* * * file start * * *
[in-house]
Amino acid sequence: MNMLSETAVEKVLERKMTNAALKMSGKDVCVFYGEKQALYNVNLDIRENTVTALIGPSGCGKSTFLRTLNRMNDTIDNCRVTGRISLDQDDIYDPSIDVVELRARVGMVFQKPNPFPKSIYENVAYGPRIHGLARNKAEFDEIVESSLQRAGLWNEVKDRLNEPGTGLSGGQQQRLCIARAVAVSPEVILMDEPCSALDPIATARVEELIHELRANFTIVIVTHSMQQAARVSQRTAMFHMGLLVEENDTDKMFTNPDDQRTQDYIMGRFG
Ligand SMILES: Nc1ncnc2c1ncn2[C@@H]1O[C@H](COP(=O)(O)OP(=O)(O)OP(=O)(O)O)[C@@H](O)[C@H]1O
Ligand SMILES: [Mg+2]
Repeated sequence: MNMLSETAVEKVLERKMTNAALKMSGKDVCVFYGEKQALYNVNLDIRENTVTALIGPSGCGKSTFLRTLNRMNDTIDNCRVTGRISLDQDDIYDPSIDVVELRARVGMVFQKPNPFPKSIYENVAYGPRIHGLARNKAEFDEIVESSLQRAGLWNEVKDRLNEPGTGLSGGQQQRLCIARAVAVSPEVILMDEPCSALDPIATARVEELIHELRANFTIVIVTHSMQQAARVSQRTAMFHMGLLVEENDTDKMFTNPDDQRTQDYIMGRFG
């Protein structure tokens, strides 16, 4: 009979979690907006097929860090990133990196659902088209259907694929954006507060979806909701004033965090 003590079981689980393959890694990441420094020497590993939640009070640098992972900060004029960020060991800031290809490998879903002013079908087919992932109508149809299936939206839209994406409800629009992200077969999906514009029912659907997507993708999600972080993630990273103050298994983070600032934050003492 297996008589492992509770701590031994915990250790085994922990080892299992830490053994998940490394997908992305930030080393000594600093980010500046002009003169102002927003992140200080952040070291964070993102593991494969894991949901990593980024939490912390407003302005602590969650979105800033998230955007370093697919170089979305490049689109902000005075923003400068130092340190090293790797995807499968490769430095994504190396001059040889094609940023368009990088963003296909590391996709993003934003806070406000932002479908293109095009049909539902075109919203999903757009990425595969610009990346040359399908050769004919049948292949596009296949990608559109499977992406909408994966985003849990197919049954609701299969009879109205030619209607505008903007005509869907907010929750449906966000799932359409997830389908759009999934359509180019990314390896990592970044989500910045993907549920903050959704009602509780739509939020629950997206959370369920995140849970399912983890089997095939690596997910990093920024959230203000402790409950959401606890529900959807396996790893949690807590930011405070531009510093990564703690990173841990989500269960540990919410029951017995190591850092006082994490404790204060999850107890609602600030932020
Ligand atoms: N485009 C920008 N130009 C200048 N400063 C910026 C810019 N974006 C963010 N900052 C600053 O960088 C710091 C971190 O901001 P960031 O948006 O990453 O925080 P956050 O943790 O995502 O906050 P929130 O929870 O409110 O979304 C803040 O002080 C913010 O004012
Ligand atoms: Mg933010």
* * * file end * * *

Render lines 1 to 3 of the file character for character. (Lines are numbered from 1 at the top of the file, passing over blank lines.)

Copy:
[in-house]
Amino acid sequence: MNMLSETAVEKVLERKMTNAALKMSGKDVCVFYGEKQALYNVNLDIRENTVTALIGPSGCGKSTFLRTLNRMNDTIDNCRVTGRISLDQDDIYDPSIDVVELRARVGMVFQKPNPFPKSIYENVAYGPRIHGLARNKAEFDEIVESSLQRAGLWNEVKDRLNEPGTGLSGGQQQRLCIARAVAVSPEVILMDEPCSALDPIATARVEELIHELRANFTIVIVTHSMQQAARVSQRTAMFHMGLLVEENDTDKMFTNPDDQRTQDYIMGRFG
Ligand SMILES: Nc1ncnc2c1ncn2[C@@H]1O[C@H](COP(=O)(O)OP(=O)(O)OP(=O)(O)O)[C@@H](O)[C@H]1O